As the days get warmer and the ground thaws, it is time to dig spring-dug parsnips. Characterized by some as ‘the cream of the crop’, spring parsnips come from seeds sown in the spring of the previous year, grown during the summer, allowed to die back in the fall and freeze in the ground over the winter.
Parsnips can also be dug in the fall after a frost or two, but those left over the winter are sweeter and more flavorful. The extreme cold converts the starches into sugar and allows the flavor to mellow. The timing is critical for spring-dug parsnips; they need to be dug as soon as you can get into the ground with a shovel or fork and just as their tops start to show new growth. If they are left in the ground too long in the spring and the tops start to grow out, they become woody.
Never had parsnips? Some mistakenly refer to them as white carrots, but while they may be related to carrots distantly, they are actually part of the parsley family. They are a cream-colored, gnarled, carrot-shaped root vegetable. They can be eaten raw but are best prepared by roasting, frying, grilling or steaming to bring out their distinct succulent flavor and nutty sweetness. They have a tan peel that is typically removed before use; peeling also removes their gnarly surface. The flesh is cream-white. They are a very versatile vegetable with recipes ranging from roasted side dishes, soups and stews, mashed, turned into fries, and even made into wine. They pair well with other root vegetables, too. Like potatoes or an apple, parsnips oxidize when exposed to air after their peelings are removed. If not prepared right away, cut parsnips should be placed in water to reduce the effect.
Being white in color, one would tend to believe that they offer little nutrition. Quite the opposite is true. According to the USDA, a half-cup serving of parsnips are high in heart-healthy fiber providing 3 grams of fiber and only 55 calories. They are a low-fat food yet a good source of numerous vitamins (especially C and K), minerals (especially folate and manganese), and antioxidants. (Note that the level of vitamin C is somewhat reduced with the cooking.)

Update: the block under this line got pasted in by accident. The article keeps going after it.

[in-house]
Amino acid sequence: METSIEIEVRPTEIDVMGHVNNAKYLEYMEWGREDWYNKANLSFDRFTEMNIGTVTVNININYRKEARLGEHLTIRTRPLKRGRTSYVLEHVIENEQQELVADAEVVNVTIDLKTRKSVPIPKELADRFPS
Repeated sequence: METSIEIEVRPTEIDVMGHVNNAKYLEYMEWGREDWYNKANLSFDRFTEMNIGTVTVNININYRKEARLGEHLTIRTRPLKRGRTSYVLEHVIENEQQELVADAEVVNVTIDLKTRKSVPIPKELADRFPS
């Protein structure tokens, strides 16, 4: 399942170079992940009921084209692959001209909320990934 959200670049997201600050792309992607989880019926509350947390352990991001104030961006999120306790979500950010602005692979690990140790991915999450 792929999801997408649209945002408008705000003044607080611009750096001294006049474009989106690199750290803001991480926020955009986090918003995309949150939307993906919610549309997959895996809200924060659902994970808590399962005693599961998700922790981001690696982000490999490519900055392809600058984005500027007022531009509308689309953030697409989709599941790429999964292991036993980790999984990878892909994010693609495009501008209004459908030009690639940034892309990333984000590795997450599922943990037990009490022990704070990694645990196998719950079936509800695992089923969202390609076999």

Besides the home garden, parsnips are available at the supermarket and likely can also be found at the late fall and spring farmer’s markets. Spring is the best time to give them a try if you are new to parsnips. If you are lucky enough to find this once-a-year spring treasure, choose fleshy, fresh, firm, medium-sized and even surfaced roots. Avoid woody, over-matured, long, thin, and tail-like roots as they are off-flavored and have tough fiber. Also avoid soft, pitted, shriveled, knobby, or damaged roots.
Fresh parsnips should be stored in a plastic bag in the vegetable drawer of the refrigerator where they should last three to four weeks. Use cooked, refrigerated parsnips within three days. Parsnips can also be frozen for later use by cutting into 1/2-inch cubes, water blanching for 2 minutes, cooling promptly in cold water, draining, and packing and sealing into containers, leaving 1/2-inch headspace. Fully cooked parsnip puree may also be frozen for up to 10 months for best quality. Drying is another method for preserving parsnips as well.
For more information on parsnips, check out Growing Carrots and Parsnips in Home Gardens by the University of Minnesota Extension.